This Week On This Writing Life – 11/10/17

You can keep up with my Medium posts on my personal writing thoughts and experiences by following This Writing Life

Measuring Performance Comes Later: I truly believe how well a piece, whether it’s a 300-word blog post or a 40,000-word novel performs is any indicator of the quality of what’s produced or a signal of the value or health of the writer behind the keyboard.



Dr. Formattinglove: …getting over my own stubborn adherence to the old way of doing things and embracing the same best practices I apply for other work is part of putting my best foot forward. It’s not enough to be a talented writer.

computer writing

Steadfastly Ignoring Advice: The problem I’ve always had with such advice is that it all seems to be geared toward creating a monoculture. Everyone’s output is basically the same because it all comes from the same foundation of ideas and practices.

lego stormtroopers

One Long Post or Several Little Posts?: Do what feels good for you and fits into your schedule and balance it with what goes over well with your audience and moves you closer to achieving the goals you have for your content.

escalator segment long short

Chris Thilk is a freelance writer and content strategist who lives in the Chicago suburbs.

The Vast Beauty of The Blank Page

Yes, there are many terrifying things about the blank page that faces writers every day. It’s humbling to think that it’s your responsibility – to readers, clients and others, even yourself – to fill that void.

I’m occasionally reminded of Donald Sutherland’s line in Backdraft. While needling William Baldwin’s character, who’s looking for answers as to who’s been setting a string of fires, Sutherland’s imprisoned arsonist says “It looked at you, didn’t it?” Fire is a living thing he refers to as “the animal” repeatedly. It’s something to be let loose, a beautiful beast that destroys everything.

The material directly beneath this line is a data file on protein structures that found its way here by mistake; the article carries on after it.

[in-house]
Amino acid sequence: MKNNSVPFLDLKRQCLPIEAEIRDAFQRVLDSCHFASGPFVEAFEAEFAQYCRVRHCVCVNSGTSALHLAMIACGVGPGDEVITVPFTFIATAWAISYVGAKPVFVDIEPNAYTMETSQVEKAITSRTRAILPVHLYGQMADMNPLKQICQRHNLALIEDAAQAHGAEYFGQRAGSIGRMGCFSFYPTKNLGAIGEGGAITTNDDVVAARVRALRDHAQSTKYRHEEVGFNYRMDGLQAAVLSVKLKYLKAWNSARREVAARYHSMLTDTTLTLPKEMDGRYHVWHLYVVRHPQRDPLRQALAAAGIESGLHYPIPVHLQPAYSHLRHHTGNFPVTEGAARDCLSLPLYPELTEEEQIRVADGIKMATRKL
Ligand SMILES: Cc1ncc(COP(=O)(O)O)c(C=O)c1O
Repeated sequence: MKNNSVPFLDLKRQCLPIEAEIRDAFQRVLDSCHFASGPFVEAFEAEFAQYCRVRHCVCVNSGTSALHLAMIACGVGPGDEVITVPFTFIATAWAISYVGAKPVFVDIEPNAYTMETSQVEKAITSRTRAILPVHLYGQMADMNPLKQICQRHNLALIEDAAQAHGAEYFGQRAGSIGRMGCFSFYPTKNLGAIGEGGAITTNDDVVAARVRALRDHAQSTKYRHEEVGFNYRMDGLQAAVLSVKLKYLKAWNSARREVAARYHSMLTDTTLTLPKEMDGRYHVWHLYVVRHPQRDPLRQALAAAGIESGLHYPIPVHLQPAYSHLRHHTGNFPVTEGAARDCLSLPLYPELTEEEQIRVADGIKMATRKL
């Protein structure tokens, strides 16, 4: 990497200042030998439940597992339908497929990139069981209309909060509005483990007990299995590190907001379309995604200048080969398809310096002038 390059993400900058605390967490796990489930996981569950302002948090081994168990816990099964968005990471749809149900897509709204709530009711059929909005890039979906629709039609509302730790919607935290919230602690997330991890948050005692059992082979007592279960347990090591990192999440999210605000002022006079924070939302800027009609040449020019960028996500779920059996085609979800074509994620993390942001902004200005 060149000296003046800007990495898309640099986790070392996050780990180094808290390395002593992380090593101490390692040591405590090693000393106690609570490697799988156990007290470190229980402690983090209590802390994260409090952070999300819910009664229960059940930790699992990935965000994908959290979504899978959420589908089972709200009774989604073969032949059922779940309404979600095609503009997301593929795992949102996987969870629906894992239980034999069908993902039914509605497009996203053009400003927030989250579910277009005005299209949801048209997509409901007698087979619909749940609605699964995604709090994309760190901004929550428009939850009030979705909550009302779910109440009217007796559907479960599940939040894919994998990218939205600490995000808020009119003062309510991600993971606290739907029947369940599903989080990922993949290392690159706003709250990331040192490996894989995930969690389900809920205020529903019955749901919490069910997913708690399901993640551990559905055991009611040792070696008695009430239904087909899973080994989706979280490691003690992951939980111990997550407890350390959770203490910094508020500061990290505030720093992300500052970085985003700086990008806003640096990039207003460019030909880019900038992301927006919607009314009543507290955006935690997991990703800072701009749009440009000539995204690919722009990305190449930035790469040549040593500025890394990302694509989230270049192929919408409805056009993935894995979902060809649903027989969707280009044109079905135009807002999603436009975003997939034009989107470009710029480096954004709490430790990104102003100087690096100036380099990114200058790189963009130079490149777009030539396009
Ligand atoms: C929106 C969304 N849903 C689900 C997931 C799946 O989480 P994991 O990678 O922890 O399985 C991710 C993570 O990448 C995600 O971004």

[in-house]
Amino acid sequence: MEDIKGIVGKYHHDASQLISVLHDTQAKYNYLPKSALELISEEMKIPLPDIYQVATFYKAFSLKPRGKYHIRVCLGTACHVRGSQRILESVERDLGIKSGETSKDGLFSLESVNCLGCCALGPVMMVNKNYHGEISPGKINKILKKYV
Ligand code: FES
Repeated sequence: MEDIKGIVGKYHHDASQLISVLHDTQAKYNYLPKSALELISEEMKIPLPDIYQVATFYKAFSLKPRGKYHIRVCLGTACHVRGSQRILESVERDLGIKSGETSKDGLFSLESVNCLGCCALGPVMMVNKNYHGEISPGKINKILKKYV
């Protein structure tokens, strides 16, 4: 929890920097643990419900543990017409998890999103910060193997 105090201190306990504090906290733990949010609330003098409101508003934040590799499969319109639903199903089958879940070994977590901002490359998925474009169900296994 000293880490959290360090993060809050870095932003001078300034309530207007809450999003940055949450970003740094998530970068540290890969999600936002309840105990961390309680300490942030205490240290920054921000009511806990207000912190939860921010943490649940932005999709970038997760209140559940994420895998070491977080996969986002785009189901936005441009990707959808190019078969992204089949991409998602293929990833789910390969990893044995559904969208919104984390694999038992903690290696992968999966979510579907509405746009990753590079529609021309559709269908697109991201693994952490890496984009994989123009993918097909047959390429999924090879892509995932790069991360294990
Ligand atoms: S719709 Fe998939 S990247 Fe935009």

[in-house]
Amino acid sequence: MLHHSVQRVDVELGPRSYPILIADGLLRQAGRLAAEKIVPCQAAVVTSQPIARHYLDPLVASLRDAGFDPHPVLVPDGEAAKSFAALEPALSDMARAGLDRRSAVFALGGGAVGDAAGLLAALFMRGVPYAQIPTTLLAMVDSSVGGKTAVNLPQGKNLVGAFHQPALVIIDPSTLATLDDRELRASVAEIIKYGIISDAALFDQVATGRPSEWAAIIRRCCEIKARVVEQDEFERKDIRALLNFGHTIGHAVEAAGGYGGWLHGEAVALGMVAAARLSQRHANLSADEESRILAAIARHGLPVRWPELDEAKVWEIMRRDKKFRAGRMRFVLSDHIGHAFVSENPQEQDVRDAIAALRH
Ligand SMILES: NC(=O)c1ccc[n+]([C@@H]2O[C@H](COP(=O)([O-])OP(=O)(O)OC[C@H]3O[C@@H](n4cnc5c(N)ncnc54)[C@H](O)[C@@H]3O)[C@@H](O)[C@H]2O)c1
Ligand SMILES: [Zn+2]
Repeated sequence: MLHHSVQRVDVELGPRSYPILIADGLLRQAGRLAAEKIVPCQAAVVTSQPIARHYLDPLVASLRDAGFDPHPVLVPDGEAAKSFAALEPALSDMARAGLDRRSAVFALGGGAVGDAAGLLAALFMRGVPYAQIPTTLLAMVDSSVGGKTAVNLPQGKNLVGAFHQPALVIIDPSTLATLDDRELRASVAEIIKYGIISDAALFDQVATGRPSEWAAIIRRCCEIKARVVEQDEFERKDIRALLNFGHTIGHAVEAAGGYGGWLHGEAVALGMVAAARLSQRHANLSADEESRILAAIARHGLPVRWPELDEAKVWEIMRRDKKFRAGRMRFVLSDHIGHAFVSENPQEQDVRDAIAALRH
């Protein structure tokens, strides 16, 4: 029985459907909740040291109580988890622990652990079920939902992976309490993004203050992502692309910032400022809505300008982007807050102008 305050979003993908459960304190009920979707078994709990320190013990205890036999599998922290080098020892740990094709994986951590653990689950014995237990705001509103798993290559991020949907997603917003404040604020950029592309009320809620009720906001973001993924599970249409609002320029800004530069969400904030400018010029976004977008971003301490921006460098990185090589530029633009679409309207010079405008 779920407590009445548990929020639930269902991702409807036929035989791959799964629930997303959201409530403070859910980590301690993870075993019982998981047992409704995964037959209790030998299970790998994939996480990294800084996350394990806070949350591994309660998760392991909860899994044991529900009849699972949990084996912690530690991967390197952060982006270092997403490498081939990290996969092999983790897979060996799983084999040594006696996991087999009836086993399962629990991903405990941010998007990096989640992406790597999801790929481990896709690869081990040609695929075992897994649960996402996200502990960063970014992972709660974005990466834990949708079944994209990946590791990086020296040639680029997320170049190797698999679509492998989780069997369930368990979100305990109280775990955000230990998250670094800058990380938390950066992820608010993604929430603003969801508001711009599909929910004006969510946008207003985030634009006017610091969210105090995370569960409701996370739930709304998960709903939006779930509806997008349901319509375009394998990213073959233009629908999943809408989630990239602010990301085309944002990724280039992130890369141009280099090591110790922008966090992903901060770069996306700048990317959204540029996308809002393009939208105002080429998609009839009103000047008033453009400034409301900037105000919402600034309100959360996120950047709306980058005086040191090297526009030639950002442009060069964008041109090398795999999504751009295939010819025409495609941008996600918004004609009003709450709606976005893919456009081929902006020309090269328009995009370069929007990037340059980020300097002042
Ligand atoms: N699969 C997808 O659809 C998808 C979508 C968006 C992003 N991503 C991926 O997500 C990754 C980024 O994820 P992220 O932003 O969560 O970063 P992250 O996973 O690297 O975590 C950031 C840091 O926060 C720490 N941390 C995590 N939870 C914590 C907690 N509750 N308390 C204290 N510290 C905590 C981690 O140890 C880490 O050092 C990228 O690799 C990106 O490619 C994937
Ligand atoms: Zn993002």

The blank page is sometimes that kind of terrible creature, threatening to engulf me.

Other times the stark whiteness of a blank page, either digital or physical, is beautiful. It’s a flat, endless sea of snow and ice, nothing there except for the potential for more. It’s calming and soothing, inviting exploration and adventure that defies description. You can walk for miles and never find the end.

Even in that apparent vacuum, there’s life. If you’re not driven insane by the intimidating emptiness devoid of oases, you step out and are rewarded by encountering the animals who have adapted to life there and delighted by the fauna uniquely suited to survive such harsh conditions.

Those are the days when it all works. When the words come easily and when, given the option, I could write for hours unending and be not only happy but proud of the results. I’m pushed on by the promise of finding more of those hidden treasures.

There’s beauty in unbroken blankness. It’s the writer’s job to discover it and share it with others.

Chris Thilk is a freelance writer and content strategist who lives in the Chicago suburbs.